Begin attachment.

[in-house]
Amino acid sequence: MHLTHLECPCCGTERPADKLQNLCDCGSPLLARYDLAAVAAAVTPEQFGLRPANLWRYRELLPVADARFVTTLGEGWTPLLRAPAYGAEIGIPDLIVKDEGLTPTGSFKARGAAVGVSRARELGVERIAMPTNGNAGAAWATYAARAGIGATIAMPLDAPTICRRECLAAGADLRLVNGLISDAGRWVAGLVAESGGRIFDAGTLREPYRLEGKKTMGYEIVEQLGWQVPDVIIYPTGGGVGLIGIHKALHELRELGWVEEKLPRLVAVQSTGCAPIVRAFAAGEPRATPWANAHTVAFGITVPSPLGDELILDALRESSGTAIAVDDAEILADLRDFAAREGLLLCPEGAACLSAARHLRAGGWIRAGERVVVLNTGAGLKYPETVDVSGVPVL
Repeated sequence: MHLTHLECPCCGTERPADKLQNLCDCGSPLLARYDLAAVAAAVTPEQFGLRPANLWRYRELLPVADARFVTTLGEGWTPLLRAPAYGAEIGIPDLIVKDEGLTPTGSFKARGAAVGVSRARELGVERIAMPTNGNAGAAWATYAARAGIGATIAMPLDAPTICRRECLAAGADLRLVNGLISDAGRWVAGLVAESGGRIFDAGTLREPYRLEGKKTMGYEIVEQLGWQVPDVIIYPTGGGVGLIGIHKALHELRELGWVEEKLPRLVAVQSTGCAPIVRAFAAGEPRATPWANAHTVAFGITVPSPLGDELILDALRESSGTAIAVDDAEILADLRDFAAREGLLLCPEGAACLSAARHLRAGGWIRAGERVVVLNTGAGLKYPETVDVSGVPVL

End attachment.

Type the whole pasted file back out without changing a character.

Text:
[in-house]
Amino acid sequence: MHLTHLECPCCGTERPADKLQNLCDCGSPLLARYDLAAVAAAVTPEQFGLRPANLWRYRELLPVADARFVTTLGEGWTPLLRAPAYGAEIGIPDLIVKDEGLTPTGSFKARGAAVGVSRARELGVERIAMPTNGNAGAAWATYAARAGIGATIAMPLDAPTICRRECLAAGADLRLVNGLISDAGRWVAGLVAESGGRIFDAGTLREPYRLEGKKTMGYEIVEQLGWQVPDVIIYPTGGGVGLIGIHKALHELRELGWVEEKLPRLVAVQSTGCAPIVRAFAAGEPRATPWANAHTVAFGITVPSPLGDELILDALRESSGTAIAVDDAEILADLRDFAAREGLLLCPEGAACLSAARHLRAGGWIRAGERVVVLNTGAGLKYPETVDVSGVPVL
Repeated sequence: MHLTHLECPCCGTERPADKLQNLCDCGSPLLARYDLAAVAAAVTPEQFGLRPANLWRYRELLPVADARFVTTLGEGWTPLLRAPAYGAEIGIPDLIVKDEGLTPTGSFKARGAAVGVSRARELGVERIAMPTNGNAGAAWATYAARAGIGATIAMPLDAPTICRRECLAAGADLRLVNGLISDAGRWVAGLVAESGGRIFDAGTLREPYRLEGKKTMGYEIVEQLGWQVPDVIIYPTGGGVGLIGIHKALHELRELGWVEEKLPRLVAVQSTGCAPIVRAFAAGEPRATPWANAHTVAFGITVPSPLGDELILDALRESSGTAIAVDDAEILADLRDFAAREGLLLCPEGAACLSAARHLRAGGWIRAGERVVVLNTGAGLKYPETVDVSGVPVL